Driverless Waymo Taxis Coming to Phoenix Highways

Waymo’s Jaguar i-Pace SUVs will become a common sight on Phoenix, Arizona highways

Graham Hope

January 12, 2024

3 Min Read
Waymo’s Jaguar i-Pace SUV on a highway

Self-driving taxi company Waymo will start driverless testing of its autonomous vehicles on highways later this month.

The development was confirmed in a blog post on Waymo’s website. If the testing proves successful and safe, it will mark a breakthrough for the company which is owned by Google parent Alphabet.

Until now, driverless operations have been restricted to slower roads in urban environments.

But within weeks, driverless Waymo Jaguar i-Pace SUVs will become a common sight around the highways of Phoenix, AZ, where the company has gradually grown its operations over the past few years. 

As with other moves Waymo has made during its expansion, the new service will be introduced cautiously.

At first, the rider-only freeway trips will be available to Waymo employees only. The aim is for it to eventually be offered to fare-paying members of the public.

The company feels that now is the right time to proceed, saying: “As part of our focus on scaling ride hailing, we’ve incrementally ramped up our testing on freeways with passenger vehicles over the past year.”

It claims to have amassed millions of miles of experience on freeways in passenger cars and autonomous Class 8 trucks with human safety operators present and believes the next step is to remove them.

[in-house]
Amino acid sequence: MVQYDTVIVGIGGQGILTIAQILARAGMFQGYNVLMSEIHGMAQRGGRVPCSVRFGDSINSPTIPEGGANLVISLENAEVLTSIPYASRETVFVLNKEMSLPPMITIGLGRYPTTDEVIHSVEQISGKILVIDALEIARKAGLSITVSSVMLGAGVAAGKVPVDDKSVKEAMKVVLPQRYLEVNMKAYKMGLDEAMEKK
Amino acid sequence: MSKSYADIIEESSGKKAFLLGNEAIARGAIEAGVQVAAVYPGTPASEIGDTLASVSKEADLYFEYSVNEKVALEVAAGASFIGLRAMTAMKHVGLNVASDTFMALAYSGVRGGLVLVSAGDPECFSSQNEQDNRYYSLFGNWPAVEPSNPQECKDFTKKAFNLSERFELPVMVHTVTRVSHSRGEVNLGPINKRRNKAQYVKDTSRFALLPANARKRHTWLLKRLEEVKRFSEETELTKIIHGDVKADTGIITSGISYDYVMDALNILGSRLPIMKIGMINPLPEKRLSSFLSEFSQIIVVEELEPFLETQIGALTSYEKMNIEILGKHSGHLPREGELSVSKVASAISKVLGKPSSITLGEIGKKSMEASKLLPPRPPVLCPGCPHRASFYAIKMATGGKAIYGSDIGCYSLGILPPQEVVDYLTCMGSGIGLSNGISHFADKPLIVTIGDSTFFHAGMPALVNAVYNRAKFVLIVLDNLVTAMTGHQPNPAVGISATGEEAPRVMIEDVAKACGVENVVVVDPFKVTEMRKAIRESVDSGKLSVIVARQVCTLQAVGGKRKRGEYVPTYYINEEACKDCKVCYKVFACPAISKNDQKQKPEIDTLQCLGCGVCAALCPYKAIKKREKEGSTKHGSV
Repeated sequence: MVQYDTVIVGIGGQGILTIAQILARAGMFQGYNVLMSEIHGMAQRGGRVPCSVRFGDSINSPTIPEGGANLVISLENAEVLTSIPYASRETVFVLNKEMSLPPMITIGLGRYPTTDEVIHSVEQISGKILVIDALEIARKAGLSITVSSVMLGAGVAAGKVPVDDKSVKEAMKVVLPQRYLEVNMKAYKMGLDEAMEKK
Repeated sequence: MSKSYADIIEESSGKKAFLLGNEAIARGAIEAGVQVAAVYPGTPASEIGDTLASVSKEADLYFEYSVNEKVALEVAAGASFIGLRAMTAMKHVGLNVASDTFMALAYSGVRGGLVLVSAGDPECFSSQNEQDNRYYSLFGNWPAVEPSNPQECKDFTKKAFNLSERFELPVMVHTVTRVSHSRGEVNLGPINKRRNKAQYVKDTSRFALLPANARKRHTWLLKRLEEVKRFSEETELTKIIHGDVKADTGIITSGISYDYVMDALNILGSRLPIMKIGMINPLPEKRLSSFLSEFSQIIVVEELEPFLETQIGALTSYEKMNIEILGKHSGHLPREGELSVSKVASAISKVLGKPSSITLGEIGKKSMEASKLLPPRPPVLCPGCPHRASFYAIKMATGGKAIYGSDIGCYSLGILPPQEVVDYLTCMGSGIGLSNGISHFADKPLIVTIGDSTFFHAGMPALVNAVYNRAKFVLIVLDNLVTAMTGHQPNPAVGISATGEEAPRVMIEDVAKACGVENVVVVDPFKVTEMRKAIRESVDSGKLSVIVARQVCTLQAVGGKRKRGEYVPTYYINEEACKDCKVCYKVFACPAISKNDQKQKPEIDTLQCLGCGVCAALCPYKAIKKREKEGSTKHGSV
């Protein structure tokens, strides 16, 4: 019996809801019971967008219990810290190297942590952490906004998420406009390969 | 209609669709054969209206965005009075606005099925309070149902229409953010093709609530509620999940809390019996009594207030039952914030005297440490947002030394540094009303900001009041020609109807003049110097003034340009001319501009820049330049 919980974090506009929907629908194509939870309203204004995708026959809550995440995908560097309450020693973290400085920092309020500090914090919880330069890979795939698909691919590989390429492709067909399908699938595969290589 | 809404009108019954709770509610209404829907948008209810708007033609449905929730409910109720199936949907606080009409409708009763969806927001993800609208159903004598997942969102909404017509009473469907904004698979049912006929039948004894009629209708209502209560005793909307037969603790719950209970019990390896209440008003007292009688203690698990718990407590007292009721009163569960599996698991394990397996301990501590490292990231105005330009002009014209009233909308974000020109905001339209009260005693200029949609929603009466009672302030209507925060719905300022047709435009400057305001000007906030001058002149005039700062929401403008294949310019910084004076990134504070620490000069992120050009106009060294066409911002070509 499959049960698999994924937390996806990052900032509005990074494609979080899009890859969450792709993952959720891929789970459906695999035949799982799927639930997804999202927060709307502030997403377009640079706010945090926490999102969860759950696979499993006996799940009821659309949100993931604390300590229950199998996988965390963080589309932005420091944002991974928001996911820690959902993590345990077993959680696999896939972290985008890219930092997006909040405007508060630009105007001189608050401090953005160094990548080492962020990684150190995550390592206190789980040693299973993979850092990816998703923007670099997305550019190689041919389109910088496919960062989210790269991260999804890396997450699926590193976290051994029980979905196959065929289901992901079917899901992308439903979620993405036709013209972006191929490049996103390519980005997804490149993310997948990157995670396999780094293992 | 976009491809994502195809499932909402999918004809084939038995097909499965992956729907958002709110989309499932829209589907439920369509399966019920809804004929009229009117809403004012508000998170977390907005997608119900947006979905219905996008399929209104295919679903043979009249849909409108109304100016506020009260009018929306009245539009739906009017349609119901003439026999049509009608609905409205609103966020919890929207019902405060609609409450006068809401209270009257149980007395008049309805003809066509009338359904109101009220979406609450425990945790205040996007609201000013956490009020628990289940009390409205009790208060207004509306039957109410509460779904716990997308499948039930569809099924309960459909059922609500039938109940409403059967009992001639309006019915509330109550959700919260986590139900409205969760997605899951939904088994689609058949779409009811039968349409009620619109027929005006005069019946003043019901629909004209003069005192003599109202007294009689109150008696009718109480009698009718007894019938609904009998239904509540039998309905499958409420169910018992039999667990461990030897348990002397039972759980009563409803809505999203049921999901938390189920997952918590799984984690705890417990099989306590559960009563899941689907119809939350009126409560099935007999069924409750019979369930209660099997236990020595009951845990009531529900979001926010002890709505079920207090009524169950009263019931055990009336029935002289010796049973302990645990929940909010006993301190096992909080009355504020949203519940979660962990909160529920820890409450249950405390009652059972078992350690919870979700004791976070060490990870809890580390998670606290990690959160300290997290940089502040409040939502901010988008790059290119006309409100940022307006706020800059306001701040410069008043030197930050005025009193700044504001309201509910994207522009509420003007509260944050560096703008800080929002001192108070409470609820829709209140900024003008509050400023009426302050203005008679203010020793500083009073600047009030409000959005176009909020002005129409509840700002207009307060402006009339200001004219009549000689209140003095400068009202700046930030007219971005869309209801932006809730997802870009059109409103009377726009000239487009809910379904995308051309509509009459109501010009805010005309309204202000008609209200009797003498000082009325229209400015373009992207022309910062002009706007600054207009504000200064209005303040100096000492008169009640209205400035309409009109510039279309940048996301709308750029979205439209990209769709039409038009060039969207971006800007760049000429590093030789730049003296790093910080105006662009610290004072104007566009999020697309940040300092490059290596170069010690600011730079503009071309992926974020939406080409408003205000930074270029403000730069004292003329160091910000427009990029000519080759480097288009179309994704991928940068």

Related:Waymo Aims to Grow Driverless Taxi Trips Tenfold

The appeal of driverless freeway operation is obvious, with Waymo highlighting the fact it could halve journey times between Sky Harbor Airport, where it recently introduced curbside pick-ups, and the northern parts of Scottsdale.

The commercial opportunity this offers could be vast.

However, although, in theory, freeway journeys present fewer challenges than city streets – where intersections, cyclists, pedestrians and other road users all make travel complex – there is still an element of risk due to the far higher speeds.

Perhaps significantly, the Waymo blog post does not refer to what the maximum speed for its driverless taxis will be. Nor is it clear how many self-driving taxis will be involved in the test.

The timing of the announcement is particularly interesting, too, given the skepticism that currently surrounds self-driving taxis following key rival Cruise’s fall from grace over the past three months.

Not surprisingly, in these circumstances, Waymo is making clear that safety is paramount.

“We’re following the same processes outlined by our safety framework that helped us responsibly launch and expand the world’s first fully autonomous ride-hailing service over three years ago,” it claimed. The company recently published data that it said showed its cabs were safer than human drivers.

Related:Waymo Offers Self-Driving Taxi Curbside Service at Phoenix Airport

Cruise, meanwhile, has laid off hundreds of staff, paused all operations, changed its executive team and lost hundreds of millions of dollars in investment from General Motors in the wake of a crash involving one of its self-driving taxis in San Francisco in October that it was accused of not being transparent about.

About the Author(s)

Graham Hope

Graham Hope has worked in automotive journalism in the U.K. for 26 years, including spells as editor of leading consumer news website and weekly Auto Express and respected buying guide CarBuyer.

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